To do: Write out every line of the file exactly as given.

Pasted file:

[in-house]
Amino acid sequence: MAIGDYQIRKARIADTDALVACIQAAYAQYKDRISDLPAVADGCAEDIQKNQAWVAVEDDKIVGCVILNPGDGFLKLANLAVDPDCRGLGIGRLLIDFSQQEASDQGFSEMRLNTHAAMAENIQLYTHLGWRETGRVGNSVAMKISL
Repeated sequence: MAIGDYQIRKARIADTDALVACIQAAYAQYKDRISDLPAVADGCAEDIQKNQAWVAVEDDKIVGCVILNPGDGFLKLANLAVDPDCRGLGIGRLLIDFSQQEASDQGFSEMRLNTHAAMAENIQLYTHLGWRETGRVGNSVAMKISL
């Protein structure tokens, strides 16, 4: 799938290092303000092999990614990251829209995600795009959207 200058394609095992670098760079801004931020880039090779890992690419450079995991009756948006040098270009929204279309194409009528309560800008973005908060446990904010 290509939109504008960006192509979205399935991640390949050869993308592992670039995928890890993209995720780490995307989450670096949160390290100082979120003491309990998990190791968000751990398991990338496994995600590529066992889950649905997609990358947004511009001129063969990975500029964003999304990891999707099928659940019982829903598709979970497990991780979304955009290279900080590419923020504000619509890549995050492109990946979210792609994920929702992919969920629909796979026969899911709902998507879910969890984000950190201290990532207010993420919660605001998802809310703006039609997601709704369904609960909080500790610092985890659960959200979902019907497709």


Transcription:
[in-house]
Amino acid sequence: MAIGDYQIRKARIADTDALVACIQAAYAQYKDRISDLPAVADGCAEDIQKNQAWVAVEDDKIVGCVILNPGDGFLKLANLAVDPDCRGLGIGRLLIDFSQQEASDQGFSEMRLNTHAAMAENIQLYTHLGWRETGRVGNSVAMKISL
Repeated sequence: MAIGDYQIRKARIADTDALVACIQAAYAQYKDRISDLPAVADGCAEDIQKNQAWVAVEDDKIVGCVILNPGDGFLKLANLAVDPDCRGLGIGRLLIDFSQQEASDQGFSEMRLNTHAAMAENIQLYTHLGWRETGRVGNSVAMKISL
């Protein structure tokens, strides 16, 4: 799938290092303000092999990614990251829209995600795009959207 200058394609095992670098760079801004931020880039090779890992690419450079995991009756948006040098270009929204279309194409009528309560800008973005908060446990904010 290509939109504008960006192509979205399935991640390949050869993308592992670039995928890890993209995720780490995307989450670096949160390290100082979120003491309990998990190791968000751990398991990338496994995600590529066992889950649905997609990358947004511009001129063969990975500029964003999304990891999707099928659940019982829903598709979970497990991780979304955009290279900080590419923020504000619509890549995050492109990946979210792609994920929702992919969920629909796979026969899911709902998507879910969890984000950190201290990532207010993420919660605001998802809310703006039609997601709704369904609960909080500790610092985890659960959200979902019907497709």